Is the operating system dead?

Gordon Merrill, MSIA has been thinking hard about security aspects of operating systems mobility and the cloud. This article and the next four in the series are based on some of the papers Mr. Merrill wrote during his studies for the MSIA degree at Norwich University. Everything that follows is Mr. Merrill’s own work with minor edits.

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One of the problems dismaying information assurance professionals today is the avalanche move towards mobile devices taking over computing for most users. A recent study predicts "U.S. mobile handset data traffic will grow from 8 petabytes per month this year [2010] to 327 petabytes per month in 2015." That would translate to an annual compound growth of about 110% per year.

The PC is no longer the primary device for accessing the Internet. The ratio of mobile devices to PCs used for daily computing is no longer even 1-to-1. The days of telling employees that they will connect only to corporate-issued Internet devices are soon to be over as well. With more than a billion mobile devices estimated to be in use before the end of 2013, our users will be doing business with several mobile devices.

In a posting by a criminal-hacker-supporter, "Cheesemunk" wrote, "So say somehow somewhere we ended up choosing a target to start wreaking havoc upon. All we need is an IP Address." The writer then goes on to post details of how to execute simple hacks on any site on the Internet whose IP address is accessible.

[MK adds: everyone reading this article should be familiar with – and periodically use – Steve Gibson’s “ShieldsUP!!” port scanner; your system should result in a solid-green matrix, indicating that all ports from 0 to 1055 are in Stealth mode and do not respond to probes.]

Information assurance was a daunting enough task when we had one operating system (OS), or maybe two, and one standard issue mobile device. The biggest concern with the move to mobile interconnectivity is how we can protect our information in the face of the combinatorial explosion resulting from the manufacturers, models and software versions.

Here's a hypothetical illustration of that combinatorial explosion. Suppose there are

• 10 different mobile device manufacturer

• 20 models per manufacturer

• All devices are available on any mobile network

• Each device has its own OS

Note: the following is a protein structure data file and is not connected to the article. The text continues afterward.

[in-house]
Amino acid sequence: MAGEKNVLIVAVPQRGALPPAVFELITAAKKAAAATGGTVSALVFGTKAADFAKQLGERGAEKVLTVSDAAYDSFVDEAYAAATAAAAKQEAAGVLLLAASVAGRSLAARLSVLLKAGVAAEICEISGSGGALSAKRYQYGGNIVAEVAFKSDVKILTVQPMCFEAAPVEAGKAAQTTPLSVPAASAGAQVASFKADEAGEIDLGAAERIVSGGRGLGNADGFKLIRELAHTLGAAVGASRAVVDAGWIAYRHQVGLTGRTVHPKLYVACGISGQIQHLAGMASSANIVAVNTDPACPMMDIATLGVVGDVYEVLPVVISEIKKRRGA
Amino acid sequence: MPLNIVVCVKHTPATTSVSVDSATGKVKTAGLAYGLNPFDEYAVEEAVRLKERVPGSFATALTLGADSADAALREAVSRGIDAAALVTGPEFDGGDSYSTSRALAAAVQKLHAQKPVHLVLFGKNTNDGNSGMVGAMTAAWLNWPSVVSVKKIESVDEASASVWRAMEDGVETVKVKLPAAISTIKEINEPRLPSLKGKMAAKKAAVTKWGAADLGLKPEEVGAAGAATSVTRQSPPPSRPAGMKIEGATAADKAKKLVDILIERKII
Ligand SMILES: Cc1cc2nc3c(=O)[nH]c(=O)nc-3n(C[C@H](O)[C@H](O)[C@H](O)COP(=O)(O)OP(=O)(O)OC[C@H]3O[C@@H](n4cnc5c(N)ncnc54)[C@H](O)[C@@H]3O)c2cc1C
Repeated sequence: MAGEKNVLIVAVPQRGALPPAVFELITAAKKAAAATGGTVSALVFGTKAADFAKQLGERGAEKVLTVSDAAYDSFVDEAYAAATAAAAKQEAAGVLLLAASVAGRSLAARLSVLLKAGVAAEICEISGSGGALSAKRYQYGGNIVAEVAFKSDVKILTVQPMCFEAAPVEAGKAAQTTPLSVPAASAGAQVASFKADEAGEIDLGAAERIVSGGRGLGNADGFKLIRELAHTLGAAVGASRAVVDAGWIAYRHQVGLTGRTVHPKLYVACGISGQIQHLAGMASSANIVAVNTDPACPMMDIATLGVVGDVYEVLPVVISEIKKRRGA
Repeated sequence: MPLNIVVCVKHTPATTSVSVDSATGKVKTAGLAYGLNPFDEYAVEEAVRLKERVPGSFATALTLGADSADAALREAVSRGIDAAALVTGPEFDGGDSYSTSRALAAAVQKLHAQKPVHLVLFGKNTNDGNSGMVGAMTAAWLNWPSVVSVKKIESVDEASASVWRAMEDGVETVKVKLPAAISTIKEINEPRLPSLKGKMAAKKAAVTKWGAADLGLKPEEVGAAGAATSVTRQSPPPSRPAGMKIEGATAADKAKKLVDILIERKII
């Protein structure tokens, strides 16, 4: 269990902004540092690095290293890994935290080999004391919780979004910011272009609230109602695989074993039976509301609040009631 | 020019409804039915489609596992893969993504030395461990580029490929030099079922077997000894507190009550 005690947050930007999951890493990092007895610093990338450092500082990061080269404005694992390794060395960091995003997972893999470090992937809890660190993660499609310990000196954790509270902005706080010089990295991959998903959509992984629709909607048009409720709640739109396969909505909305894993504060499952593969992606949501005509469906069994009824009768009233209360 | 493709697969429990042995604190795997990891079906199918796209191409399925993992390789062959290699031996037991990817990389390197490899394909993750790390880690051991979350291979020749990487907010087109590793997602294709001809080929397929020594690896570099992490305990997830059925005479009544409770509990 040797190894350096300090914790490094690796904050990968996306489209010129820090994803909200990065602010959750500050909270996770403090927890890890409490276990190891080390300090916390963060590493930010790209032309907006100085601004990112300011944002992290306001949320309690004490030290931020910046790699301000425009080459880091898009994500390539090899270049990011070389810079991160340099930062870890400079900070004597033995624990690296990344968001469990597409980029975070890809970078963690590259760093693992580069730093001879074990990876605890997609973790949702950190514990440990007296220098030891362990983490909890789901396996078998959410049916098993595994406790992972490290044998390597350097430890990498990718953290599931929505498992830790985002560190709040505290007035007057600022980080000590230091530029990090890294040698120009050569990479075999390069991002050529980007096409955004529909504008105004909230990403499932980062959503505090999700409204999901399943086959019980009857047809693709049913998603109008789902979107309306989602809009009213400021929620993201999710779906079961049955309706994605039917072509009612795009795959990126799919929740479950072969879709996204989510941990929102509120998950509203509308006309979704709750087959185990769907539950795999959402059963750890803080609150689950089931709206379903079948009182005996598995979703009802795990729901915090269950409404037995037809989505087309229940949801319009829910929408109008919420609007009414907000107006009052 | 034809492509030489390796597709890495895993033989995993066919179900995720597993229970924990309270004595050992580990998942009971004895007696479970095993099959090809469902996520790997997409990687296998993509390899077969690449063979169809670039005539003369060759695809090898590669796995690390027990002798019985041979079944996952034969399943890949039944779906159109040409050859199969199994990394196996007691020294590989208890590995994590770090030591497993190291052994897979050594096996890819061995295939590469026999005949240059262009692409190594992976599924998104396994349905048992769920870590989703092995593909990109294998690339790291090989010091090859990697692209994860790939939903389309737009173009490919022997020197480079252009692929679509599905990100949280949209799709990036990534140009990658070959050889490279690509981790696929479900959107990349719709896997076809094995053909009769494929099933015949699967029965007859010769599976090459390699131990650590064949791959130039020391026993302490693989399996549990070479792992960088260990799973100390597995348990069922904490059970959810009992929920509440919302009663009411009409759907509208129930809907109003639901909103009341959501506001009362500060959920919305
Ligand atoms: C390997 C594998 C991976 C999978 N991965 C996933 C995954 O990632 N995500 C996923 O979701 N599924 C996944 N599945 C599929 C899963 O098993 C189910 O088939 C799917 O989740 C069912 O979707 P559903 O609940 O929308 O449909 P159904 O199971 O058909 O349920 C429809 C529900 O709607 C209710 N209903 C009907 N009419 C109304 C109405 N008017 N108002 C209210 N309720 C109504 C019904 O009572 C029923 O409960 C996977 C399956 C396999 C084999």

• Most users will not upgrade as needed so there may be up to five versions of each in use.

So in this scenario, we would have to cope with

• 10 x 20 = 200 possible devices

• Each of which is tailored to 10 different networks = 200 x 10 = 2,000 and

• Up to five different versions of OS = 5 x 2,000 = 10,000 variations of hardware and software.

How do we control 10,000 different device/OS connection configurations and maintain our sanity? We don't.

We must redesign our concepts of inside and outside our infrastructure. Rather than trying to enforce uniformity on our users' mobile devices, we should supply appropriately restricted data to mobile devices with authenticated users. Instead of trying to dictate specific configurations, we should focus on testing compliance with functional security requirements. The industry is going to have to develop the equivalent of network access controls for mobile devices so that we can verify compliance with minimum security requirements such as resistance to malware and to interception. Examples of highly rated mobile-device management software from a recent report by a research organization that declined to have its name included in this article include AirWatch, Good Technology, MobileIron, Sybase and Tangoe, but these companies seem to focus on specific brands and models of mobile devices. Some of the products use the Open Mobile Alliance (OMA) Device Management developments.

We need security-software professionals to focus on what it will take for any mobile device to prove it is trustworthy for connection to our systems.

Part two of this series will discuss whether our data systems are ready for 4G connectivity.

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Gordon Merrill, MSIA, currently lives and works in Tennessee. His career has taken him to 48 of the 50 states and to six foreign countries. Gordon's information assurance background has included working for major computer companies such as IBM, managing IT projects for Fortune 250 companies in the risk management field, owning his own business, and working as a private consultant. He was chair of the School of Information Technology at the ITT Technical Institute in Chattanooga for three years.

Copyright © 2011 IDG Communications, Inc.

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